PHILADELPHIA (Legal Newsline) - Three new matters are at issue in Janssen Pharmaceutica's attempt to have the Commonwealth of Pennsylvania's contingent fee counsel disqualified.
Attorneys for Janssen have asked the state Supreme Court to prohibit Houston firm Bailey Perrin Bailey from representing Pennsylvania in a case over Janssen's antipsychotic drug Risperdal. BPB responded with three arguments Janssen said it did not anticipate in its application for extraordinary relief.
BPB says that Janssen lacks the standing to challenge the appointment of contingent fee counsel, that the funds that would be used to pay BPB would not come from the state's treasury and that the Commonwealth is acting in a proprietary capacity similar to an insurer.
Janssen's Jan. 29 reply, authored by Ed Posner of Drinker, Biddle & Reath of Philadelphia, restricts itself to addressing those three arguments.
BPB says Section 103 of the Commonwealth Attorneys Act "has placed the selection of Commonwealth counsel beyond the reach of private parties to question."
Janssen's attorneys call that argument a misreading of the act.
"The Act does not, however, prevent litigants such as Janssen from challenging the constitutionality of the Commonwealth's retention of private contingent fee counsel," the reply says.
"Janssen's application seeks to disqualify the Commonwealth's private counsel because their contingent fee arrangement violates constitutional principles of separation of powers and due process.
"The Act does not forbid assertion of these fundamental guarantees, nor could it."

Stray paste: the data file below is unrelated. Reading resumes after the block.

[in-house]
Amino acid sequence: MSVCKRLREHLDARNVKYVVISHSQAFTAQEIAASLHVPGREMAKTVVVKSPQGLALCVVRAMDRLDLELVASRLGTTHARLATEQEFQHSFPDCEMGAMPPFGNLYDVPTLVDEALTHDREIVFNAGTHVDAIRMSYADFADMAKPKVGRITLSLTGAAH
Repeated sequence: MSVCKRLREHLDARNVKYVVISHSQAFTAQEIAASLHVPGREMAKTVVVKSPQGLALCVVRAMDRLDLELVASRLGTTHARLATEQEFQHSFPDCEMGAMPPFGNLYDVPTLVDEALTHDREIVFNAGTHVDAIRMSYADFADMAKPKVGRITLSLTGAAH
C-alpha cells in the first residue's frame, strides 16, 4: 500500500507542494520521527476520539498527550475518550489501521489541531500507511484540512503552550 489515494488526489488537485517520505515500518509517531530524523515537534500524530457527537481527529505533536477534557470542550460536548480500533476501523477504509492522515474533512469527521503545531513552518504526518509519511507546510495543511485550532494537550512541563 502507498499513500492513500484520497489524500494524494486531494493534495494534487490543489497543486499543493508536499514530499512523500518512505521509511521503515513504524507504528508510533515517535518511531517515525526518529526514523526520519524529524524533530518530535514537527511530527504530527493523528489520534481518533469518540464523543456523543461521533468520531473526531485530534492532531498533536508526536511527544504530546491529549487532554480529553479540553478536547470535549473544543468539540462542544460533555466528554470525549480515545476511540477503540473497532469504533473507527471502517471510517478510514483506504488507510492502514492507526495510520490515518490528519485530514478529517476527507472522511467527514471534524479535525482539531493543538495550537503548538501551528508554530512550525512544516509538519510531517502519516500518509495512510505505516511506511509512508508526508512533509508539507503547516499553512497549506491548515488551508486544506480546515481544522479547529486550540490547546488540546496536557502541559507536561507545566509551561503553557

BPB also argues that state lawmakers did not have to approve the contract because any funds recovered as a result of the litigation will not come from the treasury fund, but from Janssen itself.
Janssen cited Shapp v. Sloan, where the Court affirmed the General Assembly's exclusive spending power extends to "public monies... without regard to the source of the funds."
Janssen also cites the contingent fee contract between the two, which provides for BPB a maximum 15 percent "of the actual recovery to the Commonwealth by way of settlement or judgment."
Lastly, BPB says the Commonwealth is "acting as an insurer, a purchaser of products, seeking a refund for financial losses caused wrongfully by a private company" and because of this does not offend the defendants' right to due process.
Janssen said any counsel representing a government agency must be acting in the interest of justice, and having contingent fee counsel means the agency is financially motivated.
As to the "insurer" argument, Janssen wrote, "This argument is belied by the allegations of the Complaint, which make clear that the Commonwealth purports to bring this action not only in a proprietary capacity, as a purchaser, but also in its capacity 'as sovereign' and pursuant to its parens patriae powers, allegedly on behalf of thousands of Medicaid and (Pharmaceutical Assistance Contract for the Elderly) participants."
Janssen submitted an Application for Extraordinary Relief with the Court Jan. 6, less than a month after a state judge denied its initial request to have BPB disqualified.
Bailey Perrin Bailey has made the same claim of marketing violations against Janssen, a subsidiary of Johnson & Johnson, in at least six other states, including Arkansas and Louisiana. State Medicaid programs, it is alleged, are harmed by Janssen's off-label marketing and failure to disclose side effects.
Janssen also notes that the firm's head Kenneth Bailey donated $75,000 to Gov. Ed Rendell, who hired the firm. State Attorney General Tom Corbett is not involved in the litigation.
Bailey also donated more than $16,000 in airplane travel to Rendell.
From Legal Newsline: Reach John O'Brien by e-mail at email@example.com.